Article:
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Poverty and Dependency

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Poverty and Dependency

America, 1950s to the Present

9781789907292 Edward Elgar Publishing
John Macnicol, Visiting Professor of Social Policy, London School of Economics and Political Science, UK
Publication Date: July 2020 ISBN: 978 1 78990 729 2 Extent: 192 pp
This incisive book addresses the history of poverty in the US, addressing how those in need have been understood and administered during the last 70 years. Launching a multi-faceted investigation into the history of US government attitudes to welfare, John Macnicol identifies the key features of historic and contemporary discussions on poverty in the US and the dynamic changes in American attitudes to its poorest constituents.

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This incisive book addresses the history of poverty in the US, investigating how those in need have been understood and governed during the last 70 years. John Macnicol launches a multi-faceted analysis of government attitudes to welfare and ‘dependency’, highlighting the impact on the poorest groups of American society.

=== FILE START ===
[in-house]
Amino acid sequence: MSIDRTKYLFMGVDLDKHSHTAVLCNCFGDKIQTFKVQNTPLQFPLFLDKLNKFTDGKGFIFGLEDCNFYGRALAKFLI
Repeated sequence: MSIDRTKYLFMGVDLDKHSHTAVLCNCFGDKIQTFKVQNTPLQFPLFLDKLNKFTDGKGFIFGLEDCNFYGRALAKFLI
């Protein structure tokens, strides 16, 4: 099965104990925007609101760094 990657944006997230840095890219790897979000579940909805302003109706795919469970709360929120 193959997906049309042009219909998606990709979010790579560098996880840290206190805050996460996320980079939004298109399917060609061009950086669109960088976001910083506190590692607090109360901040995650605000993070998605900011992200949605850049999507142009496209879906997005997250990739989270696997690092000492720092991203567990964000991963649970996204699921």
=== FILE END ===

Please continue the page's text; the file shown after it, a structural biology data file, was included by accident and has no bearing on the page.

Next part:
Poverty in the US is explored through the eyes of prominent liberals, including Gunnar Myrdal, John Kenneth Galbraith and Michael Harrington, in times of economic growth and recession, from the New Deal to the rise of neoliberalism. Macnicol also examines the career and ascendancy of the leading conservative, Charles Murray, and his contention that America suffered a growing ‘underclass’ largely created by over-generous welfare. Through analysis of the mechanisms and output of leading conservative think-tanks in the late twentieth century, the author identifies the key features of historic and contemporary discussions related to poverty and dependency in the US and the dynamic changes of American attitudes to its poorest constituents.

A timely discussion for a period of economic cynicism, this book is crucial reading for scholars of social policy, particularly those examining the history of impoverishment and debates relating to poverty and dependency. Students of social policy, sociology and economics will also benefit from its insights into historic US government attitudes and reactions to poverty.
Contents
Contents: 1. The American Welfare State from the 1930s to the 1960s 2. The 1960s 3. The socio-economic background in the 1970s and 1980s 4. The conservative revival 5. Charles Murray and the ‘underclass’ 6. The modern ‘underclass’ debate

This title is available for institutional purchase via Elgaronline.

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eISBN: 978 1 78990 730 8
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